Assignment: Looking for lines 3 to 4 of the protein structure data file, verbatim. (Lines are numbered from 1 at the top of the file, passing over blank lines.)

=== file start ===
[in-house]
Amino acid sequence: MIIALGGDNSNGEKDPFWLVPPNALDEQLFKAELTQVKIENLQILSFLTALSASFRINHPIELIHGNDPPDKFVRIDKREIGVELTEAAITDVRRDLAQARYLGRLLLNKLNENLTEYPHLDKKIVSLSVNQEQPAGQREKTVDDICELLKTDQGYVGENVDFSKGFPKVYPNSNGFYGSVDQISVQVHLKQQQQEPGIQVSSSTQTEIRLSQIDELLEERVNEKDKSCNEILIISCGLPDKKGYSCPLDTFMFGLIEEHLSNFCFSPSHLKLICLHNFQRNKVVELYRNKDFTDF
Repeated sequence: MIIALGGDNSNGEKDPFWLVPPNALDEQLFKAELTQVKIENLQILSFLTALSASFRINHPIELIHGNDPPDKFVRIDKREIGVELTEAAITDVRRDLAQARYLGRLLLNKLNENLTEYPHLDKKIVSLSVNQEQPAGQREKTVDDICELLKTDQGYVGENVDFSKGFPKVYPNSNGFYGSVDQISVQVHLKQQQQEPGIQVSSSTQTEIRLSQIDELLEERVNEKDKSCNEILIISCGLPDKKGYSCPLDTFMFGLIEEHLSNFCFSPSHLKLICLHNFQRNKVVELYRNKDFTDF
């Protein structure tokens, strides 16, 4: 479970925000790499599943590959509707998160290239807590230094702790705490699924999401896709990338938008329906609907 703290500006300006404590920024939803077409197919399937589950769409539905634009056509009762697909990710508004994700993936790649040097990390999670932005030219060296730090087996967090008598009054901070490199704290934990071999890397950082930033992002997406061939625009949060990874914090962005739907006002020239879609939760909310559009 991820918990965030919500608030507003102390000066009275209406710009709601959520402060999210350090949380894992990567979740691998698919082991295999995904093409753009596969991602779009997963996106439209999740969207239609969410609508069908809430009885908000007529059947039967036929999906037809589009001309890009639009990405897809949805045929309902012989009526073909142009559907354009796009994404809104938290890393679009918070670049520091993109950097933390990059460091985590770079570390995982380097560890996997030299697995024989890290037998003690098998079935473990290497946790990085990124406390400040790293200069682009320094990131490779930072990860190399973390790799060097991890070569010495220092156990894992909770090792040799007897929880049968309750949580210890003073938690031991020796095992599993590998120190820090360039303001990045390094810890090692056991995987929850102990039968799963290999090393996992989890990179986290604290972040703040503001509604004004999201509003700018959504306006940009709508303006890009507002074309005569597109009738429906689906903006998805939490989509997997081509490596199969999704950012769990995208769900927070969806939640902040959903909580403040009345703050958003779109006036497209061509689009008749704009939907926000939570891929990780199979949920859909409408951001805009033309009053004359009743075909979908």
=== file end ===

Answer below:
Repeated sequence: MIIALGGDNSNGEKDPFWLVPPNALDEQLFKAELTQVKIENLQILSFLTALSASFRINHPIELIHGNDPPDKFVRIDKREIGVELTEAAITDVRRDLAQARYLGRLLLNKLNENLTEYPHLDKKIVSLSVNQEQPAGQREKTVDDICELLKTDQGYVGENVDFSKGFPKVYPNSNGFYGSVDQISVQVHLKQQQQEPGIQVSSSTQTEIRLSQIDELLEERVNEKDKSCNEILIISCGLPDKKGYSCPLDTFMFGLIEEHLSNFCFSPSHLKLICLHNFQRNKVVELYRNKDFTDF
């Protein structure tokens, strides 16, 4: 479970925000790499599943590959509707998160290239807590230094702790705490699924999401896709990338938008329906609907 703290500006300006404590920024939803077409197919399937589950769409539905634009056509009762697909990710508004994700993936790649040097990390999670932005030219060296730090087996967090008598009054901070490199704290934990071999890397950082930033992002997406061939625009949060990874914090962005739907006002020239879609939760909310559009 991820918990965030919500608030507003102390000066009275209406710009709601959520402060999210350090949380894992990567979740691998698919082991295999995904093409753009596969991602779009997963996106439209999740969207239609969410609508069908809430009885908000007529059947039967036929999906037809589009001309890009639009990405897809949805045929309902012989009526073909142009559907354009796009994404809104938290890393679009918070670049520091993109950097933390990059460091985590770079570390995982380097560890996997030299697995024989890290037998003690098998079935473990290497946790990085990124406390400040790293200069682009320094990131490779930072990860190399973390790799060097991890070569010495220092156990894992909770090792040799007897929880049968309750949580210890003073938690031991020796095992599993590998120190820090360039303001990045390094810890090692056991995987929850102990039968799963290999090393996992989890990179986290604290972040703040503001509604004004999201509003700018959504306006940009709508303006890009507002074309005569597109009738429906689906903006998805939490989509997997081509490596199969999704950012769990995208769900927070969806939640902040959903909580403040009345703050958003779109006036497209061509689009008749704009939907926000939570891929990780199979949920859909409408951001805009033309009053004359009743075909979908």